CrimProf Blog

Editor: Kevin Cole
Univ. of San Diego School of Law

Wednesday, January 18, 2017

MacKie-Mason on Private Search Doctrine After Jones

Andrew MacKie-Mason (University of Chicago, Law School, Students) has posted The Private Search Doctrine After Jones (126 Yale L.J. F. 326 (2017)) on SSRN. Here is the abstract:

In United States v. Jacobsen, the Supreme Court created a curious aspect of Fourth Amendment law now known as the private search doctrine. Under the private search doctrine, once a private party has conducted an initial search independent of the government, the government may repeat that search, even if doing so would otherwise violate the Fourth Amendment. The private party’s search renders the subsequent government “search” not a search in the constitutional sense.

Jacobsen is based on the privacy theory of the Fourth Amendment introduced by the Court in Katz v. United States. According to the Court in Jacobsen, a private search — even if unauthorized — destroys an individual’s reasonable expectation of privacy. Thus, by merely repeating the search, the government does not further infringe on a person’s privacy. The private search doctrine is invoked by courts to justify police actions with somewhat surprising frequency.

In 2012 — twenty-eight years after Jacobsen — the Supreme Court restructured Fourth Amendment doctrine in United States v. Jones. In Jones, the Court held that the reasonable expectation of privacy test is not the only definition of a Fourth Amendment search.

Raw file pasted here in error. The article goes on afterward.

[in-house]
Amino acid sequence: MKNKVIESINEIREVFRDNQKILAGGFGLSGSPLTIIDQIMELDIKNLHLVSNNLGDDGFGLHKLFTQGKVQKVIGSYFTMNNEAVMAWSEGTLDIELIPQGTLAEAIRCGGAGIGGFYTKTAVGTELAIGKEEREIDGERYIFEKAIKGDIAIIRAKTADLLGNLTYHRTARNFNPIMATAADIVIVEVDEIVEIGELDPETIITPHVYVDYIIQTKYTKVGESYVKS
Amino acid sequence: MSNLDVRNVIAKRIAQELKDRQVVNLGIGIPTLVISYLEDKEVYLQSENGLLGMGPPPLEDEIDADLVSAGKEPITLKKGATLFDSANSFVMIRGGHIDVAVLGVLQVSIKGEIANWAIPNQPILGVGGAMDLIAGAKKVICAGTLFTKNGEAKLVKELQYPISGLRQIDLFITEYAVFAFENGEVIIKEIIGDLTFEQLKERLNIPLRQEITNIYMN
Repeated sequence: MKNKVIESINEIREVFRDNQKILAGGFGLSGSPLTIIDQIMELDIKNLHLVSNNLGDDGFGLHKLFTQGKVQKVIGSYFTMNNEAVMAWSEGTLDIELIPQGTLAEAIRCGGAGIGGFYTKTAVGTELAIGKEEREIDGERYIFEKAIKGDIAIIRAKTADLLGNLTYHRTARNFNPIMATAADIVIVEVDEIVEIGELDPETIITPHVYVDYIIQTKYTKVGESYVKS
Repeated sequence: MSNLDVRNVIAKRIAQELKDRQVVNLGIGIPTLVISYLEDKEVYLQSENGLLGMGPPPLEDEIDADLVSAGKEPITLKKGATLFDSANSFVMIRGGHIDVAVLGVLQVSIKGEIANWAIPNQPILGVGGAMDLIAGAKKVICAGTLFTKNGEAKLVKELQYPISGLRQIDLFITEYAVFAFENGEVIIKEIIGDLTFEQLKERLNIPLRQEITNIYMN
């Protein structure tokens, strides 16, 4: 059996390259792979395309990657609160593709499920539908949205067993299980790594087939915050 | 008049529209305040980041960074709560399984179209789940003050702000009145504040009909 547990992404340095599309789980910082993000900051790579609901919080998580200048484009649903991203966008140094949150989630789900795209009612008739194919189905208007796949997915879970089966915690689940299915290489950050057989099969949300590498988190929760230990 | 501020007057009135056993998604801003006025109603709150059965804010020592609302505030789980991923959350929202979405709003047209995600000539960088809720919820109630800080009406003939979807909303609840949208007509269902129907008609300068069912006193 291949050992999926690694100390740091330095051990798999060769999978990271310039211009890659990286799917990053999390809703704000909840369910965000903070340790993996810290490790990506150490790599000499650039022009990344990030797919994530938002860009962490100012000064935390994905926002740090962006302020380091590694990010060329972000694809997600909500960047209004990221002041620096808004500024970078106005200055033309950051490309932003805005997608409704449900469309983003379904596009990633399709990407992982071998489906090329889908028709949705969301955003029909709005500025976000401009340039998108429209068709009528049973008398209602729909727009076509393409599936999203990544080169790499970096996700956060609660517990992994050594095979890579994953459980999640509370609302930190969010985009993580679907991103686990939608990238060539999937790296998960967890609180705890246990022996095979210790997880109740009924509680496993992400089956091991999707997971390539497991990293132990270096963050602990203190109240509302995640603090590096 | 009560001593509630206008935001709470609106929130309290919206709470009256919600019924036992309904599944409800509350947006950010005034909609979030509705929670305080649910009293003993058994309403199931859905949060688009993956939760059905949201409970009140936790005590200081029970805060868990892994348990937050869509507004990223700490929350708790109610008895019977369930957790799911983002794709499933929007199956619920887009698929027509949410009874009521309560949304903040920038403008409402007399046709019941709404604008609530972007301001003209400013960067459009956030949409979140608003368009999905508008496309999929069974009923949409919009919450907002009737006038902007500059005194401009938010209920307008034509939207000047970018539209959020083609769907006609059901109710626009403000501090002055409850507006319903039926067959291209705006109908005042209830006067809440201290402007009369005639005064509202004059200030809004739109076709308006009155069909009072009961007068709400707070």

A search also occurs if the police trespass on a constitutionally protected area in order to obtain information, even if the trespass does not violate the property owner’s reasonable expectation of privacy. The full implications of Jones are still being explored. In this Essay, I argue that Jacobsen is irrelevant to the trespass definition of a search under Jones. A prior private search may destroy a person’s expectation of privacy, but it does not change whether the police trespassed on a constitutionally protected area in order to obtain information. Therefore, a government trespass that qualifies as a search under Jones is still a search even if its scope is limited to the scope of a prior private search. Jacobsen comes into play only if it is necessary to appeal to Katz to characterize the government action as a search.

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